Depending on your application you should distinguish between two different bandwidths:
1) The analog bandwidth of the scope
2) The bandwidth of the ADC according to the sampling frequency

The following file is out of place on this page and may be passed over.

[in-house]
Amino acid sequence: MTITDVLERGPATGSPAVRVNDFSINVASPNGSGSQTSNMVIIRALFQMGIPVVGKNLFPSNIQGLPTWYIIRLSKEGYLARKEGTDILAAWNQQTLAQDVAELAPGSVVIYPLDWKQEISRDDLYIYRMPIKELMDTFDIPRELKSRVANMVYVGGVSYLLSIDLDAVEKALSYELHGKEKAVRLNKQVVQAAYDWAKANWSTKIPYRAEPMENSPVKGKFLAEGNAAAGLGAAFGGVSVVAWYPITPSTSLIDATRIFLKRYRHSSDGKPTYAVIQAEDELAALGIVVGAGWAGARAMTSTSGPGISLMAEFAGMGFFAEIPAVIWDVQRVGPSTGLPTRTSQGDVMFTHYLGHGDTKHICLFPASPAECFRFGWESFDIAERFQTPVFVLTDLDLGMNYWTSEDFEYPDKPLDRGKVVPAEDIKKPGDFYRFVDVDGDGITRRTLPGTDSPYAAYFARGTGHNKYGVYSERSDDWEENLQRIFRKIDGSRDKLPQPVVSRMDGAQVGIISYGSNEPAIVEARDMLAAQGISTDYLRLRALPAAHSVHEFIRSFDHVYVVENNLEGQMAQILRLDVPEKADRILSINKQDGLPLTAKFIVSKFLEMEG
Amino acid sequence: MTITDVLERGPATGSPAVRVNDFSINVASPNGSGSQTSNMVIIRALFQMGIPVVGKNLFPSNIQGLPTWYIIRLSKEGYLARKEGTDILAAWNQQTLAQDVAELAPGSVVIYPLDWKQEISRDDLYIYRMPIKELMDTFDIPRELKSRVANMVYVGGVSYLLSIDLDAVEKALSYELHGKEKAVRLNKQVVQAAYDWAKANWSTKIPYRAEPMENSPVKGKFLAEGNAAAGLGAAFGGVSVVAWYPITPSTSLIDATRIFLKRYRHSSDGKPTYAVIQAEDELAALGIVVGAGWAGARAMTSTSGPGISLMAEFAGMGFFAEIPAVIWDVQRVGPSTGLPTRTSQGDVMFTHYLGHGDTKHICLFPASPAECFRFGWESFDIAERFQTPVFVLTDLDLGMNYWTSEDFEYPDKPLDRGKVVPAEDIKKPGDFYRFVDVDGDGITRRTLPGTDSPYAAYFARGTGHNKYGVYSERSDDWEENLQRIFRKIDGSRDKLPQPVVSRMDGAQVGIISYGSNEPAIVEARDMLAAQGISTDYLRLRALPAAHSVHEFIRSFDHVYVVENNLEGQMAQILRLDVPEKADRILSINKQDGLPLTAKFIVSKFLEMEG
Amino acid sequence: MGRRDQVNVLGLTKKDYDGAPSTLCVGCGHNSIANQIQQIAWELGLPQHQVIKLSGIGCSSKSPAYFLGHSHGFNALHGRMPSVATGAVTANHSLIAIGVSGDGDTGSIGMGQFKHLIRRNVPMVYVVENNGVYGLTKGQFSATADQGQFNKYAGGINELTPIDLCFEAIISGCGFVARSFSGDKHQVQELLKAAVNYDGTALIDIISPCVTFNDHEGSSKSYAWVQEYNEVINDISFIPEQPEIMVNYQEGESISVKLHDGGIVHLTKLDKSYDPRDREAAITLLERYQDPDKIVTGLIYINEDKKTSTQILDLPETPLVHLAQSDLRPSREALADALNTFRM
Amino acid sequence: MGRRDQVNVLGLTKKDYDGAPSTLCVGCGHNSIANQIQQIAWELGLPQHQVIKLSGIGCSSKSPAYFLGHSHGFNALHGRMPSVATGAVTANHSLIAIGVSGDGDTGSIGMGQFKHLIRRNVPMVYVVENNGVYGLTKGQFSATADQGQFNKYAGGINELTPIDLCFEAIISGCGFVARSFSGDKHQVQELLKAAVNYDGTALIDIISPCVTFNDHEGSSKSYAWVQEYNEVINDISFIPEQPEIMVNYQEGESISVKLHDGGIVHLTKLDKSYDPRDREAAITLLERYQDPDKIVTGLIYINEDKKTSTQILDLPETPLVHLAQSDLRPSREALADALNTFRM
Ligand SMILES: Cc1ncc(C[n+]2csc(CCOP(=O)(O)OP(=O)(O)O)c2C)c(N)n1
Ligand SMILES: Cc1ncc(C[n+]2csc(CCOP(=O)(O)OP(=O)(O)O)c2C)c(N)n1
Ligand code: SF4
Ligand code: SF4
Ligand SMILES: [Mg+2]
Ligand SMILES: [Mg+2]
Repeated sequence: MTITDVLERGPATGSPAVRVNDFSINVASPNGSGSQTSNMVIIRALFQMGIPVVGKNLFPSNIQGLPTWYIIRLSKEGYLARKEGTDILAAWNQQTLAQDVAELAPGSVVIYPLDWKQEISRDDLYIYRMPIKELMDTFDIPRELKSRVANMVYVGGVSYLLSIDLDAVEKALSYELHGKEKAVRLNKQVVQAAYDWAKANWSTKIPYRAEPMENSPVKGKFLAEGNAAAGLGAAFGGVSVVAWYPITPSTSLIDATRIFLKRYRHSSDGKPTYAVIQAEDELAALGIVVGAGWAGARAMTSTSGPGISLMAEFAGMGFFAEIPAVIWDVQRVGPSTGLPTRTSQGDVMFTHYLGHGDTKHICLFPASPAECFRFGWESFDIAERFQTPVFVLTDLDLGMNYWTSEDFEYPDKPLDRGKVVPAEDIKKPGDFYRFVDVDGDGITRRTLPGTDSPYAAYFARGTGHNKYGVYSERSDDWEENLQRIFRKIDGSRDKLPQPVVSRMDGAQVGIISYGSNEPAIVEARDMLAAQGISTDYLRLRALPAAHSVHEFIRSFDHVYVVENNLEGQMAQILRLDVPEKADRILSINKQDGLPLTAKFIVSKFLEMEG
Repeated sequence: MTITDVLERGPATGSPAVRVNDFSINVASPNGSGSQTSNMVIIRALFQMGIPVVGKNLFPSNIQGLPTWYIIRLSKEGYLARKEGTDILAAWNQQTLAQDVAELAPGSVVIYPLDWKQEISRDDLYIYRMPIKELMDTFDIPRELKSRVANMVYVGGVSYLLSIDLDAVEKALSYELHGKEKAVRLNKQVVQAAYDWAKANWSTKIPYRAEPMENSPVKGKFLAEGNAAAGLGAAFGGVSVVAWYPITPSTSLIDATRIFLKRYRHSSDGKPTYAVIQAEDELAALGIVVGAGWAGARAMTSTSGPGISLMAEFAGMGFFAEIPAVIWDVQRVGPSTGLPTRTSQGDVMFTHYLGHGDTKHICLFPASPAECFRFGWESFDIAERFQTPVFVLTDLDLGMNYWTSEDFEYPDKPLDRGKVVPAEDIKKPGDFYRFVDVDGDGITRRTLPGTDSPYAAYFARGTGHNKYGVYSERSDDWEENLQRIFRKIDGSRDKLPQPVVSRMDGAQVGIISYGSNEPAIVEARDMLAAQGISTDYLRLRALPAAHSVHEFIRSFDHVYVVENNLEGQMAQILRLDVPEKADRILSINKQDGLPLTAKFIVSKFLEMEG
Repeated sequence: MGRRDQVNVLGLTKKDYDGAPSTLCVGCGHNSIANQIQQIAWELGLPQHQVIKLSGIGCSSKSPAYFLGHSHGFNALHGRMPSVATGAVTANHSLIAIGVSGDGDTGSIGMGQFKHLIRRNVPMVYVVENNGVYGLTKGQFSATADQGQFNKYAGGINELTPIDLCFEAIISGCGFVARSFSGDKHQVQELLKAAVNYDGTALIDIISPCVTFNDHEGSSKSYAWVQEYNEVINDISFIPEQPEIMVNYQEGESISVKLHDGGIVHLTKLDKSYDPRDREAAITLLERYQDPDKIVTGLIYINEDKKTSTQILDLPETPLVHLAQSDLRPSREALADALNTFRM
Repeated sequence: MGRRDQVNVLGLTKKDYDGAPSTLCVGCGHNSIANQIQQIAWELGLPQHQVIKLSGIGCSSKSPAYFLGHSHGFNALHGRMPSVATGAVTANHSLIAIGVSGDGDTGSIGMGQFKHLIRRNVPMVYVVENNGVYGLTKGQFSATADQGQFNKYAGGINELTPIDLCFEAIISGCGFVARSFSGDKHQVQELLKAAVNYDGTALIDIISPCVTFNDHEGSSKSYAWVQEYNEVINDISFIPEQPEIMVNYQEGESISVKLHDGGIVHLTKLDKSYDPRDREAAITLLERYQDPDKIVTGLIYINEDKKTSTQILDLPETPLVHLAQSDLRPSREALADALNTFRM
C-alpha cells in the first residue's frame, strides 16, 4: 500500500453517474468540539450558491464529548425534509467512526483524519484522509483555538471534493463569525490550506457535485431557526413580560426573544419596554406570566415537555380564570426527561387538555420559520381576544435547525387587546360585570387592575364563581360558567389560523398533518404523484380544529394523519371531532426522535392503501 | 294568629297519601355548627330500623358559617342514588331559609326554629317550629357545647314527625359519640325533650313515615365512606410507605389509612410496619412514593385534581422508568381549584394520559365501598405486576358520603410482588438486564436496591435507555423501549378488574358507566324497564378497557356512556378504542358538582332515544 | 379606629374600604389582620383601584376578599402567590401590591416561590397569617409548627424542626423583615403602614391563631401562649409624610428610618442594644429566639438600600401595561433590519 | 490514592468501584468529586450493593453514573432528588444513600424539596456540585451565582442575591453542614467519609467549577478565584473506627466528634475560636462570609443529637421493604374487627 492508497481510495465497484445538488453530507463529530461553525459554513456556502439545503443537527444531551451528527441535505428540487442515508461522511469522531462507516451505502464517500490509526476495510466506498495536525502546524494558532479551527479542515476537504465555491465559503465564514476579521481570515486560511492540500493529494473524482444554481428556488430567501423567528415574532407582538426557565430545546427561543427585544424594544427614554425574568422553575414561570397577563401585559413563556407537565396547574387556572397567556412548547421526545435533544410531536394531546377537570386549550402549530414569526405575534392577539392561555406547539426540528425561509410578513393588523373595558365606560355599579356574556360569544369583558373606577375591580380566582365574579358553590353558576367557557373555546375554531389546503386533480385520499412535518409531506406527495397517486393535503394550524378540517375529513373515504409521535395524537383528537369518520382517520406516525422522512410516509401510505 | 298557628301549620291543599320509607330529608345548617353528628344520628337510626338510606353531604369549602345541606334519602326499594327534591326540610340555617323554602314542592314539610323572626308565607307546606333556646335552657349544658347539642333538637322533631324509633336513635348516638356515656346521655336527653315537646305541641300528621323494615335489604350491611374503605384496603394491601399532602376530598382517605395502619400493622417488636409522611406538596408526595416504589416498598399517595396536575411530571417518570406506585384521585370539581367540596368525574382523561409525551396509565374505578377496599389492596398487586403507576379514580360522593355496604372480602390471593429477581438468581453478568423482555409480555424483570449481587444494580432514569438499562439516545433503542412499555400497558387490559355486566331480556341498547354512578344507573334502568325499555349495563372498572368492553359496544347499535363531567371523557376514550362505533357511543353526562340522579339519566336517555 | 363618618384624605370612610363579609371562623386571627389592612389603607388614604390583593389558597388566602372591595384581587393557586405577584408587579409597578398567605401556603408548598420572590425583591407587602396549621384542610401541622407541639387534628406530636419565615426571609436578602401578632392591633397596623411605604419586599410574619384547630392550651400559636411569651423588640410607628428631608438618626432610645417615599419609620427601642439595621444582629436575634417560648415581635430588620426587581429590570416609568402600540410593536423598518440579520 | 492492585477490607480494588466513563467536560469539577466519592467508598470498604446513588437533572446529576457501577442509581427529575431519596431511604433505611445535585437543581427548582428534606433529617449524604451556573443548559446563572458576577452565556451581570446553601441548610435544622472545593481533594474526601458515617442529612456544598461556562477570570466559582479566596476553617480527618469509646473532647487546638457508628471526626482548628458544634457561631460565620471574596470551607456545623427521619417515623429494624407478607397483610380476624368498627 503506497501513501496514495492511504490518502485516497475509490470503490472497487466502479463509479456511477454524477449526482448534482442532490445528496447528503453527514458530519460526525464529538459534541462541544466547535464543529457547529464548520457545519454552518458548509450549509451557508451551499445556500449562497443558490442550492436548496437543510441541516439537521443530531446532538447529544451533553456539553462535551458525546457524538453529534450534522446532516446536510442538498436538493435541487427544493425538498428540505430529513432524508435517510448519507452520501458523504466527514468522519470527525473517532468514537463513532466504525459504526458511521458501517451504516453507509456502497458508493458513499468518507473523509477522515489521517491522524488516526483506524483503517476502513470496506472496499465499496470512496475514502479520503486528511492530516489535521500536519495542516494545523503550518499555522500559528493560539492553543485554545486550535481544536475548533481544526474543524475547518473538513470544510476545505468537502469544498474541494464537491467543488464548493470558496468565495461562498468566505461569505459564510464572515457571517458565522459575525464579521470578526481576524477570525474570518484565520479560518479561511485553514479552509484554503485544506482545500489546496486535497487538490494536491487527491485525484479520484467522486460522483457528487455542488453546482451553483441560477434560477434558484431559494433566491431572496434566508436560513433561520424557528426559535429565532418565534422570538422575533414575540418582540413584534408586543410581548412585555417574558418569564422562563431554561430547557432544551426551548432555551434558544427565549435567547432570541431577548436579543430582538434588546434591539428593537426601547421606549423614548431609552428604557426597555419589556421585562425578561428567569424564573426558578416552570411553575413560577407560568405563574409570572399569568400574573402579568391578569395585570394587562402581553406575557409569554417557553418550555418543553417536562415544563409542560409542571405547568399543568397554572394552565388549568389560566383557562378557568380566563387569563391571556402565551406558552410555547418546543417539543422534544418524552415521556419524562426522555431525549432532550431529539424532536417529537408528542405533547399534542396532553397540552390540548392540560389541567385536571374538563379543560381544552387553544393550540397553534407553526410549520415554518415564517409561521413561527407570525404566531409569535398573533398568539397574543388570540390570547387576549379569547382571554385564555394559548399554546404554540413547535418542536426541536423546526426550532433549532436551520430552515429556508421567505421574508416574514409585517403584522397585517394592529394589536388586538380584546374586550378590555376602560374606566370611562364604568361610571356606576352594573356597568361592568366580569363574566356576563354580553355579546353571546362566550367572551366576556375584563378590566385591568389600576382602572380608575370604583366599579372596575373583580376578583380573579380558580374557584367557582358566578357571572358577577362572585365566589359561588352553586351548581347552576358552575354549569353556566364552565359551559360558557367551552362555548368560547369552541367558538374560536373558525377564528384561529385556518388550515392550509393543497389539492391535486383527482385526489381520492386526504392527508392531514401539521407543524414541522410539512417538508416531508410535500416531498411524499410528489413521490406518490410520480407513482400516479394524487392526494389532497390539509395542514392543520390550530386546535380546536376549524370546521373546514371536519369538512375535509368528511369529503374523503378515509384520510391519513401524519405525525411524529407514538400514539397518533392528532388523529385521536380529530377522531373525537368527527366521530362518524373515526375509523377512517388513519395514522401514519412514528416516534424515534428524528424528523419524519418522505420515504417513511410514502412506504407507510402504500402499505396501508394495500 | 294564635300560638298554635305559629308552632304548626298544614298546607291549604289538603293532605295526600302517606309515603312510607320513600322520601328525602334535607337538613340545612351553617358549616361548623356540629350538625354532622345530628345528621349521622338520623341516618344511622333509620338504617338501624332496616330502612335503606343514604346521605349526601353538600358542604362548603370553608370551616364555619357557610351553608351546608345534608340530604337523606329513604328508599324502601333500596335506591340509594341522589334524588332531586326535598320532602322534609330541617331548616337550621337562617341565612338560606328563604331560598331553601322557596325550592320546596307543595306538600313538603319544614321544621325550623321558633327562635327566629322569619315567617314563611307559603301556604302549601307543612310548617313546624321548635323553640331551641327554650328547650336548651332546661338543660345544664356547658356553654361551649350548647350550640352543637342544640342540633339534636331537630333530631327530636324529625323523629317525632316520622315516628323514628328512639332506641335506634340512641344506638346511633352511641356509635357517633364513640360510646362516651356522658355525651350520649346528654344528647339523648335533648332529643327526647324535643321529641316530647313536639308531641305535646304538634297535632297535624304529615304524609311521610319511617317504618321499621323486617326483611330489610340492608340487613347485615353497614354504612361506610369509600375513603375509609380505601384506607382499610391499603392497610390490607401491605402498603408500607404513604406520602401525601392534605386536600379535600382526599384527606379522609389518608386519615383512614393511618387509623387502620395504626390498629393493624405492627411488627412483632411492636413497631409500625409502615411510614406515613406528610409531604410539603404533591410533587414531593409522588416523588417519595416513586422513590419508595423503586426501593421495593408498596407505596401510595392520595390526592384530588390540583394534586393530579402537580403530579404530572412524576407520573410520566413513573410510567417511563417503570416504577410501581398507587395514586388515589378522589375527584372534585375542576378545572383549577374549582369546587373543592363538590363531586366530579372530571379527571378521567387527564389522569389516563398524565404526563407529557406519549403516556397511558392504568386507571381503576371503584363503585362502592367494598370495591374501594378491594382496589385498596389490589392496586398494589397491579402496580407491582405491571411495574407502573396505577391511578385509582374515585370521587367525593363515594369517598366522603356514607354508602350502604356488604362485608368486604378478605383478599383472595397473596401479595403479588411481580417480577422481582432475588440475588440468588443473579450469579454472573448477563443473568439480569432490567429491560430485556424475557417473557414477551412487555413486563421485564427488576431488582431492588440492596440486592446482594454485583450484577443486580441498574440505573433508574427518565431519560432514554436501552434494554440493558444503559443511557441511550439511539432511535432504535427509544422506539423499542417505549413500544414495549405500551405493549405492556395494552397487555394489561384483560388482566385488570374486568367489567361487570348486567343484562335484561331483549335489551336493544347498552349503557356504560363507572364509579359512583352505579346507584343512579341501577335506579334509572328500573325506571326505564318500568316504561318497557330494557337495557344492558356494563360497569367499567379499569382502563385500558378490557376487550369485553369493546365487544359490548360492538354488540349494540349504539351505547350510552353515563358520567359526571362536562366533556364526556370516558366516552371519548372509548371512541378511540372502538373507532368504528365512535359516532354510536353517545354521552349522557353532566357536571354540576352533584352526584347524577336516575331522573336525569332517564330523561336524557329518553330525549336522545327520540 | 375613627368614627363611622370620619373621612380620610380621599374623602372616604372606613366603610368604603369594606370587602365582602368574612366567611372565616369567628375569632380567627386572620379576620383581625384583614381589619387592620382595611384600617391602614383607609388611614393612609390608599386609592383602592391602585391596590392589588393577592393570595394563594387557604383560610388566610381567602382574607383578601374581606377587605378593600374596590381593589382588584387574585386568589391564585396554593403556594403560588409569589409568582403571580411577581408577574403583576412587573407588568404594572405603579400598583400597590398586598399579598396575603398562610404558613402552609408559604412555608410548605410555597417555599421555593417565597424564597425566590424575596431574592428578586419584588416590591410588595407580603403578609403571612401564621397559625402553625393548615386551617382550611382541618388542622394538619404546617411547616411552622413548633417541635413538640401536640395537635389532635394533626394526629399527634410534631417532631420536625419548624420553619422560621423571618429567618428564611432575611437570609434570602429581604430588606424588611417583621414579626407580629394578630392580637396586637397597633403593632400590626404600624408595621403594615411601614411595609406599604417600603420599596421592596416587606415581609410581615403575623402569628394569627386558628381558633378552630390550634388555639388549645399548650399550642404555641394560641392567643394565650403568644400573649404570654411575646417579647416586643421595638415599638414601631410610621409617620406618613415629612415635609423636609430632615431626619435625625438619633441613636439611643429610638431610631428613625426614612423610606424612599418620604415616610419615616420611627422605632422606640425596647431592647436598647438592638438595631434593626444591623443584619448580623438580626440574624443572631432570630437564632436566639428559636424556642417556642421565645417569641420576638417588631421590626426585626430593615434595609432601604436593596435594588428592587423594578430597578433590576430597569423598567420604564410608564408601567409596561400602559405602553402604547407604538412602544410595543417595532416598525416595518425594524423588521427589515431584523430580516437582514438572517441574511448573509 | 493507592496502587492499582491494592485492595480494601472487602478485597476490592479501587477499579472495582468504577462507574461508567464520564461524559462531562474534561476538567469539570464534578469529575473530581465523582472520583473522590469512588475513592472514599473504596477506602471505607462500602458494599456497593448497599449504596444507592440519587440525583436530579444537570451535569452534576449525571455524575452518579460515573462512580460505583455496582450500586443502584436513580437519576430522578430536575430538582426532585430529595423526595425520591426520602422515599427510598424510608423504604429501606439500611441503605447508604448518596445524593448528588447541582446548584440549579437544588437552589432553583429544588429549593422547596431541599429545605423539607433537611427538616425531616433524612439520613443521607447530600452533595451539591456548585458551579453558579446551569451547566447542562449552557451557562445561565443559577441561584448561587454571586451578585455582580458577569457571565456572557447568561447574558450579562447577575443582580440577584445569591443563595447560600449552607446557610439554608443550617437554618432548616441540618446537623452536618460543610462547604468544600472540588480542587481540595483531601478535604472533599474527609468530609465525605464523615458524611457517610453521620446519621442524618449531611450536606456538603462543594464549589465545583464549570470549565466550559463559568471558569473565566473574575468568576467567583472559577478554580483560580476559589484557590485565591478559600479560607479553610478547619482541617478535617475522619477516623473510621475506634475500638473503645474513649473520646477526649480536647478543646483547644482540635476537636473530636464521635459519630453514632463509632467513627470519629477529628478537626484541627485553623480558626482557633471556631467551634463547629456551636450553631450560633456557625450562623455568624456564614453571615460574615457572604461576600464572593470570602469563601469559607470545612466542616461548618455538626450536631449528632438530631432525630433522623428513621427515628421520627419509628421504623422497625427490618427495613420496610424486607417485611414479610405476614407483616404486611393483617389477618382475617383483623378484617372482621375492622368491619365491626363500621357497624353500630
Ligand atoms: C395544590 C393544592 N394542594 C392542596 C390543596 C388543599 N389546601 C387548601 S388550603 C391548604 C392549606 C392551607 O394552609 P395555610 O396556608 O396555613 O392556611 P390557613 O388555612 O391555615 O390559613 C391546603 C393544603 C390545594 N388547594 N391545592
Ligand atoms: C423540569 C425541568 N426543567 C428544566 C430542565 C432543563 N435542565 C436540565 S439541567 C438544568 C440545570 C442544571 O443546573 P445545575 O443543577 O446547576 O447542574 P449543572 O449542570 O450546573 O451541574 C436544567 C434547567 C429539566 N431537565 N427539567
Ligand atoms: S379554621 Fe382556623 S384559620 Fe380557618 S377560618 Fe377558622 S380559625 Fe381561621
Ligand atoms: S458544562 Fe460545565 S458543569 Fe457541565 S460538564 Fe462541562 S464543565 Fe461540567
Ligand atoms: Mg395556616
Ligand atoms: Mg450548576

Often people forget to distinguish between them. This bandwidth tells you the highest frequency that can reach your ADC. The cool thing here is, that you then can also sample in higher Nyquist bands. Generally the Nyquist theorem tells you that the highest frequency you can sample without running into aliasing is the half of the scopes sampling frequency. So if the scopes sampling frequency is 100 MHz then you can sample signals up to 50 MHz in theory (you should never reach that point because the filters could already introduce a damping). But if the scopes analog bandwidth e.g. goes up to 300 MHz you can also sample the signal in a higher Nyquist band e.g. second or third Nyquist band. This is interesting depending on your application e.g. avoiding folding products from higher frequencies or to get rid of the trash around DC. The resolution of the ADC in bits is of special interest if you have high dynamics in your signals or if you are going to measure very weak signals. The rule of thumb here is SNR=6.02*Bits+1.76dB. And the mentioned resolution e.g. 8 bits isnt equal to 8 bits. The effective number of bits is always lower than the one mentioned in the data sheet.